The human illusions are equally on target. Conning with unforced charm, Bernie Yvon offers a Harold Hill who listens as much as hoodwinks; like a good salesman he connects with the townsfolk until you see how much he means it. His charm is non-negotiable, though the changes he undergoes are a bit harder to measure under Yvon’s boundless confidence.

Barbara Cook and Shirley Jones notwithstanding (comparisons are odious), Johanna McKenzie Miller nicely inhabits Marian’s rich mix of spinster standoffishness and idealistic yearning. Her "Till There Was You" is earned by every line she’s said. (The fact that she also sounds just like Cook in her perfect prime doesn’t hurt in the least either.)

The cast of The Music Man - Marriott Theatre 2

Johnny Rabe and Danny Coonley in The Music Man - Marriott Theatre Johanna McKenzie Miller and Bernie Yvon in The Music Man - Marriott Theatre 3

Like the leads, the supporting roles betray much more life than art, even the hammy stock roles like John Reeger‘s pompous mayor, Iris Lieberman as his starched-blouse wife, Mary Ernster as Marian’s matchmaking mother and Andy Lupp as Hill’s gleeful trickster accomplice.

As the decent local kids whom Harold helps, Adrian Aguilar and Amanda Tanguay carry the romantic subplot with goofy grace. Special credit goes to little Johnny Rabe whose bashful Winthrop wails out "Gary, Indiana" as if he just made it up.

Finally, Matt Raftery‘s unshowy choreography reminds us that these are unpretentious Iowans whooping it up as best they can: There’s no showoff hoofing here. The “Shipoopi” explodes with prewar pep and a palpable joy that makes the most difficult dancing seem a gift to perform as much as perceive. David Kreppel’s musical direction is assured, especially in the barbershop-quartet offerings.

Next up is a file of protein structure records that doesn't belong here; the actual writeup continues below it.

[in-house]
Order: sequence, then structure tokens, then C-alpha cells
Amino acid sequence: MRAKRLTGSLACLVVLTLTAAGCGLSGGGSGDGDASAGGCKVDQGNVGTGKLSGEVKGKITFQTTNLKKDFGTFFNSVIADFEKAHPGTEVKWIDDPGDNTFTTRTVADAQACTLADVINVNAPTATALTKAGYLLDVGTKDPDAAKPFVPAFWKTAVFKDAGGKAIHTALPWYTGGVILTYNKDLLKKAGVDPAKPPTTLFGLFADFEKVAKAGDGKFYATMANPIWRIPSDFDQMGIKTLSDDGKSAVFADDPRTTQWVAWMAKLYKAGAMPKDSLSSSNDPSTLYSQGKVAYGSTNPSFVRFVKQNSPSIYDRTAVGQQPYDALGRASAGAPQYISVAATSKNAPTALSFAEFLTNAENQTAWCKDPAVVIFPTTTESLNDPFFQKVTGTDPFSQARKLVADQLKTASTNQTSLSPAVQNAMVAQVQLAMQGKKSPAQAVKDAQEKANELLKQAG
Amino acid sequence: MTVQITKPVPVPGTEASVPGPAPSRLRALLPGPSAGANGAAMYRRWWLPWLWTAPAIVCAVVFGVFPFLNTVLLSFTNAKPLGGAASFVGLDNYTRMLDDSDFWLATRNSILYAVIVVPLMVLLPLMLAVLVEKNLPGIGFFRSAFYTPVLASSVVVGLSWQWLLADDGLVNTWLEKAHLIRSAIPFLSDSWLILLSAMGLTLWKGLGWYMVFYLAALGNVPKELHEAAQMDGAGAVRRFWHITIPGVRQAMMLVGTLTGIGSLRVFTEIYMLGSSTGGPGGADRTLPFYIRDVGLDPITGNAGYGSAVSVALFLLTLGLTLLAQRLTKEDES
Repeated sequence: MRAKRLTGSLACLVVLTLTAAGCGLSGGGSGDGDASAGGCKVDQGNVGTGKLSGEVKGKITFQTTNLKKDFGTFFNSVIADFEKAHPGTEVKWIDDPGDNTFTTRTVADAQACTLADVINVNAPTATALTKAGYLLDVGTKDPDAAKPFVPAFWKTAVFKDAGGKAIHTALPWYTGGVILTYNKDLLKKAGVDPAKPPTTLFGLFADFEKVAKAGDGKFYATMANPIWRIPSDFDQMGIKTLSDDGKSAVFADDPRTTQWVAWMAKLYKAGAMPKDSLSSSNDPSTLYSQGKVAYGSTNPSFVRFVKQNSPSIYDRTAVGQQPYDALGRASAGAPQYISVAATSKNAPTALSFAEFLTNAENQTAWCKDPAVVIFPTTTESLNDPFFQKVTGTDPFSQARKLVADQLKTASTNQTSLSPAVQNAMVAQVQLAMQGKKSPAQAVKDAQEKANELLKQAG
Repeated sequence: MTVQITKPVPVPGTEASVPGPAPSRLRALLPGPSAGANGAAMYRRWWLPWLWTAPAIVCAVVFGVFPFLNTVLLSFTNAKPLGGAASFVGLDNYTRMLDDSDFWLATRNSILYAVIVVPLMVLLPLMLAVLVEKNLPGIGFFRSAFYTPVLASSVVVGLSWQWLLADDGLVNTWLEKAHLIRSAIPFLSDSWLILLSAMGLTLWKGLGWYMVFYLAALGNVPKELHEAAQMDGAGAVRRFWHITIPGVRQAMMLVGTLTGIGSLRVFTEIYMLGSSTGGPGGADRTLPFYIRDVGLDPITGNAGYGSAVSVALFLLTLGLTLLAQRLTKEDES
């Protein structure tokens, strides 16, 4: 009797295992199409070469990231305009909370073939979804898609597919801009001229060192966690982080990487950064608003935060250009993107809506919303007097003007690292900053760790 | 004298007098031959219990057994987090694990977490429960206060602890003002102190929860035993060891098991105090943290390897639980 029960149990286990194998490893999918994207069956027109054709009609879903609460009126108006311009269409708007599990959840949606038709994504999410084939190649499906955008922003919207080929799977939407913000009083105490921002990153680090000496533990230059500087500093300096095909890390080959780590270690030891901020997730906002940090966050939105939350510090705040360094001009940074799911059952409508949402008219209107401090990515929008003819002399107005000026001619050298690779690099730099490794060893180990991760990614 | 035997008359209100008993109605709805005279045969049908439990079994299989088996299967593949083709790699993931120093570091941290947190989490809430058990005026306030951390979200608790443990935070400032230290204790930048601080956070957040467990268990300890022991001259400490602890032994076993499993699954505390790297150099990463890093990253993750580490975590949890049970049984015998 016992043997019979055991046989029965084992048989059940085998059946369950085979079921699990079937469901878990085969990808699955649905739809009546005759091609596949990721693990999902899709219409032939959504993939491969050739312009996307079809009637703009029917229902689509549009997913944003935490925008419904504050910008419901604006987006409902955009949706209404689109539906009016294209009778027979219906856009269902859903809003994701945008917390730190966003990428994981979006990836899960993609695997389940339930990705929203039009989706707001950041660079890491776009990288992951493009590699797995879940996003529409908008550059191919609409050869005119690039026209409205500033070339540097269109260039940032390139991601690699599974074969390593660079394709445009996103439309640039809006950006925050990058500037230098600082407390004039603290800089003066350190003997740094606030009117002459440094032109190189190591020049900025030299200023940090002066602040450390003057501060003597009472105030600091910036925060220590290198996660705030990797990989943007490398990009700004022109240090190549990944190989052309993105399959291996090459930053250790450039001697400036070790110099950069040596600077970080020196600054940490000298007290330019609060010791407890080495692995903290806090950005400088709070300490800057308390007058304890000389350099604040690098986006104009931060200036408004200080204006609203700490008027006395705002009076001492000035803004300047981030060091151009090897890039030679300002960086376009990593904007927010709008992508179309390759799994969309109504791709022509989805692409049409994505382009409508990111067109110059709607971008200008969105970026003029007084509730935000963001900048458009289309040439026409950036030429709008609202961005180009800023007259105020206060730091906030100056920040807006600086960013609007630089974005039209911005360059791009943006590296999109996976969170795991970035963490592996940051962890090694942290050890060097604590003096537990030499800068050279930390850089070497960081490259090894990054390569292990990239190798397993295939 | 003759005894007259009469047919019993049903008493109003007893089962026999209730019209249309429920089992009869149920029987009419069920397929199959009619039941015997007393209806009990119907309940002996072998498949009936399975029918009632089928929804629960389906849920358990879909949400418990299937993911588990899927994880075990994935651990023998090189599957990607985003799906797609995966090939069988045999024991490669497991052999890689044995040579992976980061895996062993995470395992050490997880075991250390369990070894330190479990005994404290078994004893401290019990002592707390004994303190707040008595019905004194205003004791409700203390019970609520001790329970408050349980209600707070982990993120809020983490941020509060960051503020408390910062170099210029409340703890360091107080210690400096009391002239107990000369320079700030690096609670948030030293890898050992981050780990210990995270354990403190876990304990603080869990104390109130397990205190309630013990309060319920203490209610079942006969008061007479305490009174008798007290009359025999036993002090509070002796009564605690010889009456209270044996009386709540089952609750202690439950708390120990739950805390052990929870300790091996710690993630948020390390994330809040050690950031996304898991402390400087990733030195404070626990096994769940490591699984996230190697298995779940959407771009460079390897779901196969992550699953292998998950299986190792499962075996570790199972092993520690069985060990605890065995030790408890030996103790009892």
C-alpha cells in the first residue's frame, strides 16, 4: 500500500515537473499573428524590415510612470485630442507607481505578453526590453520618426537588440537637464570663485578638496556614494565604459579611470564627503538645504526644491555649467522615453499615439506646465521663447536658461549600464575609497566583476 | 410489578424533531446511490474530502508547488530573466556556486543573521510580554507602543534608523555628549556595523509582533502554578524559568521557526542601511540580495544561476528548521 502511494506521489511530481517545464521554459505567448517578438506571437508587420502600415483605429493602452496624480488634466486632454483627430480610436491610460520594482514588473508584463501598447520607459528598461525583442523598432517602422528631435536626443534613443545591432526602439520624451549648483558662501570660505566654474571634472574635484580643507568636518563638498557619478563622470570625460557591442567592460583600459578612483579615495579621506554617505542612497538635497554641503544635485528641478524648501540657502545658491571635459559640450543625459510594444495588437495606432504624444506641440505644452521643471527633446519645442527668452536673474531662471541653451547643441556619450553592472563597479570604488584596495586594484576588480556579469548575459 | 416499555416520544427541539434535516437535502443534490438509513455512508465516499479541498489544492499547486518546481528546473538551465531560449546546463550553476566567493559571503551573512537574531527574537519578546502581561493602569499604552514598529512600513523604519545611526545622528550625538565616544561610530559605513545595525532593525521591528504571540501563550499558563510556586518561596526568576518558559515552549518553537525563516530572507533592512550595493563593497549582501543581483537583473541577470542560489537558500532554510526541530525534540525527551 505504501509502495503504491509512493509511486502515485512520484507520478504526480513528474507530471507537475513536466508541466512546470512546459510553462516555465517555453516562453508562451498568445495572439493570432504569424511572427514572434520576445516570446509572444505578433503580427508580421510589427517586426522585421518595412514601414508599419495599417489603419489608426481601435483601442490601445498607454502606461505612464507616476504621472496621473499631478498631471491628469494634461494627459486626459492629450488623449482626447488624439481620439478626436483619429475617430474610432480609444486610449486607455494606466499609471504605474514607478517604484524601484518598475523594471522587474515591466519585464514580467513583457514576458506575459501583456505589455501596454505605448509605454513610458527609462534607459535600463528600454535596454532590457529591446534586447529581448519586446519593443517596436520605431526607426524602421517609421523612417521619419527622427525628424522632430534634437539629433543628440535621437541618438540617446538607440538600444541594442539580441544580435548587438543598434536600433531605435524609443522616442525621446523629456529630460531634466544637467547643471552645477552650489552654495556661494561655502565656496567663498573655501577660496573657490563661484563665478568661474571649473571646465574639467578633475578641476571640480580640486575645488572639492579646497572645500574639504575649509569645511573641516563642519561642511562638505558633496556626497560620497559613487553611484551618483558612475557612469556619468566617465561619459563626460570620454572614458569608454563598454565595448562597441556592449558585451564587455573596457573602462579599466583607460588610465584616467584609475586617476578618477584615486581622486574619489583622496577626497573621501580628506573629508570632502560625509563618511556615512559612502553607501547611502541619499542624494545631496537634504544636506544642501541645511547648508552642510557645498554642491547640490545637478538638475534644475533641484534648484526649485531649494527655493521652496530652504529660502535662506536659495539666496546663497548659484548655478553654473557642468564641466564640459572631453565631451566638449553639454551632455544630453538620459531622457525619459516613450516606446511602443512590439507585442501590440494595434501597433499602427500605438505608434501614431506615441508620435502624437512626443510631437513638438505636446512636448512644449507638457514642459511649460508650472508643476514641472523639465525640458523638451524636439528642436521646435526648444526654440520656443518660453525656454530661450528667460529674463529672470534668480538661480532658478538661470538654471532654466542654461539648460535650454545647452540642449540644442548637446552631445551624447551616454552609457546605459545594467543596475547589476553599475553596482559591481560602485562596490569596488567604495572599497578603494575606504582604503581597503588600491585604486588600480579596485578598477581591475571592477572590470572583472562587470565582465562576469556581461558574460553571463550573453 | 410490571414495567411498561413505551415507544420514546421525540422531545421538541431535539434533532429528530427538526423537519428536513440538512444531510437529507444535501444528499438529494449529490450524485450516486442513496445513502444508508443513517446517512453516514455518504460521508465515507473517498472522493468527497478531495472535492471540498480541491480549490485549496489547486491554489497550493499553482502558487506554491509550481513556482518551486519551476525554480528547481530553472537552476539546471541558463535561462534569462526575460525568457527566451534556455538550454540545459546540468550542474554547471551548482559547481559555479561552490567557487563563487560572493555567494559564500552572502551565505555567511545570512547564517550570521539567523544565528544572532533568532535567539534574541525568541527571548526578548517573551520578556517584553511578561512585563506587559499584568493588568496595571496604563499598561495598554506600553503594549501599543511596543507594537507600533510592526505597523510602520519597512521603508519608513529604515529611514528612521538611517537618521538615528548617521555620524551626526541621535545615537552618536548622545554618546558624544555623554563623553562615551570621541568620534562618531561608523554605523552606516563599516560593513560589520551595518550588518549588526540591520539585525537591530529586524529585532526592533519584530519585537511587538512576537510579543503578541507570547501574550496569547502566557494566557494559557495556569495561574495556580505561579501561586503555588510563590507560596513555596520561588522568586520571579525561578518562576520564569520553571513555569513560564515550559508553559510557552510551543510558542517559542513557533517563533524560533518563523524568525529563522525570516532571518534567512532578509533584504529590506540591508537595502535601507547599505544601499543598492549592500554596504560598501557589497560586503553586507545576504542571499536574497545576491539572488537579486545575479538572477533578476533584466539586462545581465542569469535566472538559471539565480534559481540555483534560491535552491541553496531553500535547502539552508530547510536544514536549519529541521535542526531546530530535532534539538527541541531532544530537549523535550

Rating: ★★★★
 
 

The performance schedule is Wednesdays at 1pm and 8pm, Thursday and Fridays at 8pm, Saturdays at 4:30pm and 8pm, and Sundays at 1pm and 5pm.  There will be an added performance Tuesday, 11/23 at 8pm and Friday, 11/26 at 4:30pm.  No performances Tuesday-Thursday, Nov 24th and 25th.

The cast of The Music Man - Marriott Theatre

 

 

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Review: Porchlight’s “The Fantasticks”

The Fantasticks disappoints more than it thrills

Fantasticks-8

Porchlight Theatre presents:

The Fantasticks

by Harvey Schmidt and Tom Jones
directed by Sean Kelly
through November 15th (buy tickets)

reviewed by Timothy McGuire

 Fantasticks-7 The 1960 musical The Fantasticks, the longest running performance in American theatre history (almost 50 years!), was built-up to be spectacular production. Every musical theatre actor I know wanted to be a part of Porchlight Theatre’s production and long time musical fans praised The Fantasticks as a must see musical in Chicago. However, this production, now playing at Theatre Building Chicago, is a disappointment.

The story is about two innocent kids: Matt (Sean Effinger-Dean) and Luisa (Emma Rosenthal,) who naively fall in love due to the manipulation of their fathers. Knowing that all kids will do the exact opposite of what their father wants them to do, the fathers: Hucklebee (Dan Ferretti) and Bellomy (Ryan Lanning). pretend to despise each other and forbid Matt and Luisa from interacting. They insult one another in front of their children and build a tall fence to separate the two young neighbors. Of course, now that their interaction is forbidden, the two seek out each other’s company and there is a new passion that fills their shared moments. The fathers then plan their ultimate bizarre plan to bond the two lovers in marriage, but it all blows up in their faces when the kids realize that they have been manipulated. But don’t fear, all seems to work out in the end.